Nov. 7 (Bloomberg) -- U.S. states that have kept a tight rein on alcohol sales since the Prohibition era may be loosening their grip.
Lawmakers in Utah, where even high-alcohol beer is sold through state liquor stores, were urged by an advisory panel this year to put the business in private hands. Pennsylvania, Virginia and North Carolina have considered privatizing state liquor outlets. Tomorrow in Washington, votes will be counted on a ballot measure backed by Costco Wholesale Corp. that would end state control of liquor retailing.
Budget deficits forecast to reach $103 billion this fiscal year are making states more willing to open the taps, to the dismay of some public-health advocates who warn it may exacerbate social ills. Companies including Costco, bourbon maker Beam Inc. and Warren Buffett’s Berkshire Hathaway Inc., which owns food and alcohol distributor McLane Co., may gain a larger share of the $8.5 billion in gross sales last year in the 18 states where liquor is still controlled.
“If privatization does indeed occur in Washington, this could provide additional momentum to similar movements in other states,” said Jared Koerten, an analyst in Chicago for Euromonitor International Plc.
Many of the proposals involve making alcohol more widely available, increasing licensing fees and tax revenue. Any gains may be wiped out by other costs, from car accidents to domestic violence, said Michael Scippa, a spokesman for Alcohol Justice, an industry monitor based in San Rafael, California.
“Increased availability increases overconsumption, which increases alcohol-related harm,” he said.
Health Task Force
An independent task force working for the U.S. Centers for Disease Control recommended against further alcohol privatization this year. The group cited studies showing a median increase of 48 percent in consumption after restrictions on an alcoholic beverage are lifted.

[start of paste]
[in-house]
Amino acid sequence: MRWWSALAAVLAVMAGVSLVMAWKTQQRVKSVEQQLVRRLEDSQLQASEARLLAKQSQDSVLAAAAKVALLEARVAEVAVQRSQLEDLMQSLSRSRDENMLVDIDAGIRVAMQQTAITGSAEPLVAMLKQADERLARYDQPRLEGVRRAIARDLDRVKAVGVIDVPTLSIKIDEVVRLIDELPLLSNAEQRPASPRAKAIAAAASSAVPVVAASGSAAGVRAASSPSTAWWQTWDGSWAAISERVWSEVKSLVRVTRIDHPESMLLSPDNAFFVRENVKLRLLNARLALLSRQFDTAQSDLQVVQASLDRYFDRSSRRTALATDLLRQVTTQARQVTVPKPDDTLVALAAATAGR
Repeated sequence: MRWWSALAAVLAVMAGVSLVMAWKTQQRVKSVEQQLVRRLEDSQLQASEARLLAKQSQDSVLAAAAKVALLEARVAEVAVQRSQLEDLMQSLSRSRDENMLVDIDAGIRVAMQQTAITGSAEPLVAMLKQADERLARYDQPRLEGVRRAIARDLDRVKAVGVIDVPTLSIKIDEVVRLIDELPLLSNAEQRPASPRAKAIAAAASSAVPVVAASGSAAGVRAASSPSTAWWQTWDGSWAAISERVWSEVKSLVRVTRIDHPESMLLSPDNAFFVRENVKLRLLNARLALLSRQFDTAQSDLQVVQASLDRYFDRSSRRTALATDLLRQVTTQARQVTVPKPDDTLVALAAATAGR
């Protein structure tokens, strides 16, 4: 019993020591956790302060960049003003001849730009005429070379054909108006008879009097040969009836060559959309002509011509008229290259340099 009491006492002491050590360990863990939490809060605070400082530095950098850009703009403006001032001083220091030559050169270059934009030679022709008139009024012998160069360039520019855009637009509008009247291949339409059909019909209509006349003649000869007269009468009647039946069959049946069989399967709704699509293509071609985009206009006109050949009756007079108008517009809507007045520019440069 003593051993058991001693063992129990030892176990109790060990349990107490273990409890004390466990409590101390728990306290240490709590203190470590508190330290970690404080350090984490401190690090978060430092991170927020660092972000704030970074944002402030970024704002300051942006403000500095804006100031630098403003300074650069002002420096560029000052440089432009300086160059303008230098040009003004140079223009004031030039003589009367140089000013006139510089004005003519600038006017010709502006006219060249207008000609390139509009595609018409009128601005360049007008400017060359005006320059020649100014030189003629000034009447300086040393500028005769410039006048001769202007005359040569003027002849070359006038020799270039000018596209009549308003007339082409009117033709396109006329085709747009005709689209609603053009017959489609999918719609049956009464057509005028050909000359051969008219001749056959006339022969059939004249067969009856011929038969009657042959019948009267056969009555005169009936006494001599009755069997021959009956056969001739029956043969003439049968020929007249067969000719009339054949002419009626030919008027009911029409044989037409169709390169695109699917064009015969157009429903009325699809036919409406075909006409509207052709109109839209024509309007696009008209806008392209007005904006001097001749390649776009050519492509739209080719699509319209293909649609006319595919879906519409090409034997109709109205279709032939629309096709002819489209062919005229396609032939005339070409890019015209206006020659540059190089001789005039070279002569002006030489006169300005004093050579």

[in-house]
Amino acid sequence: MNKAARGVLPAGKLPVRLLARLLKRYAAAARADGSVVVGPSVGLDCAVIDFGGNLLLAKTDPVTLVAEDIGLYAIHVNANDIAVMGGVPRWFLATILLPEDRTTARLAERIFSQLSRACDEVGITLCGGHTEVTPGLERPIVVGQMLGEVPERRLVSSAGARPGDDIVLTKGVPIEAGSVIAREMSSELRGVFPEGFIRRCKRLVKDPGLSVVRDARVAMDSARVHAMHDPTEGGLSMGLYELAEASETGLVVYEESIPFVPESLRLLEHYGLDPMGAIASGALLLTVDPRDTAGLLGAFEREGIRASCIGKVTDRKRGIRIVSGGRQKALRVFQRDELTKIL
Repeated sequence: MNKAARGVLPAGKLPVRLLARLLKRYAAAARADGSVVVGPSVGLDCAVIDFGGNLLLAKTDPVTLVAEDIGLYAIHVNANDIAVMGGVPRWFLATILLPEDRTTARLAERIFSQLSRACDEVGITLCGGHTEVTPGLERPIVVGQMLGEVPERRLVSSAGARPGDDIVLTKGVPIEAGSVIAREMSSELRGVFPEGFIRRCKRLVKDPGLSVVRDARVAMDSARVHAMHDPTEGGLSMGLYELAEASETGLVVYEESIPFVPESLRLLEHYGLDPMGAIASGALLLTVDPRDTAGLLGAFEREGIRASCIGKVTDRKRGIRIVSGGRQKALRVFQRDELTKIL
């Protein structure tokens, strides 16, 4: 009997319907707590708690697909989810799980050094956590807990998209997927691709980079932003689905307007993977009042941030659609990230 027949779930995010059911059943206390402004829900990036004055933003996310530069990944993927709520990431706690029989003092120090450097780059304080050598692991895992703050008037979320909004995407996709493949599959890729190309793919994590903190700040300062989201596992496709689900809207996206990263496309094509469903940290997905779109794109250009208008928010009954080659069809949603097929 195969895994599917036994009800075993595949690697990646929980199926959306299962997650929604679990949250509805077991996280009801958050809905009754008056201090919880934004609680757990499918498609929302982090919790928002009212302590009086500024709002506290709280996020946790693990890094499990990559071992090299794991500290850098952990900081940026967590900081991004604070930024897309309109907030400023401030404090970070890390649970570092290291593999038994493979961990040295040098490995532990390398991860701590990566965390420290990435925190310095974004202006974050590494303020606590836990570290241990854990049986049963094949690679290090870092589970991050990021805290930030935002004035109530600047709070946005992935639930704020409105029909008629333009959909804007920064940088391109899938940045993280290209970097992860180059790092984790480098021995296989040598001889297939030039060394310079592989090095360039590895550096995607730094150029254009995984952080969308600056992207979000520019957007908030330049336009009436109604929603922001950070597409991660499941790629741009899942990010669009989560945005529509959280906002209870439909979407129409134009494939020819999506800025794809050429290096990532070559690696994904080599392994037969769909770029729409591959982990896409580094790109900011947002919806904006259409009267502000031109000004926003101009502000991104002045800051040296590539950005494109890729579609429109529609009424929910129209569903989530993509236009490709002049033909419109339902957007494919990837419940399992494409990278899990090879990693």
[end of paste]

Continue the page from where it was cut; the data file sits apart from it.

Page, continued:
Supporters say it’s only common sense to modernize a liquor market little changed in some states since the repeal of Prohibition in 1933, leaving behind a three-tiered system that keeps prices high by requiring retailers to buy from distributors, who buy from manufacturers.
“This is something the government shouldn’t even be in,” said Mark Filippell, a managing director at Cleveland-based investment bank Western Reserve Partners LLC, which recommended that Ohio privatize in a January report. “Why isn’t the state in the milk distribution business? Why isn’t the state in gasoline distribution? What about baby food?”
The Washington measure backed by Costco, Initiative 1183, would raise as much as $480 million for state and local governments over six years, generating license fees at 1,428 projected liquor outlets, state budget planners say. Vodka and other spirits are available only at state-run stores.
Producers and distributors are watching the measure closely because it would also let retailers and wholesalers buy liquor and wine directly from manufacturers in one of the most sweeping challenges yet to the traditional system, Koerten said.
“Pennsylvania, I think, is next in line,” he said.
Mike Turzai, the Republican majority leader in the Pennsylvania House of Representatives, introduced a bill on Sept. 13 that would sell state-owned wine and liquor stores. Pennsylvania might raise $1.6 billion to help close $29 billion in unfunded pension liabilities or make infrastructure improvements, according to a report by consultant Public Financial Management, a unit of Philadelphia-based PFM Group.
The state “needs to exit a business it should never have been in to begin with,” Republican Governor Tom Corbett said in an Oct. 25 statement.
--With assistance from Romy Varghese in Philadelphia and Mark Niquette in Columbus. Editors: Pete Young, Ted Bunker
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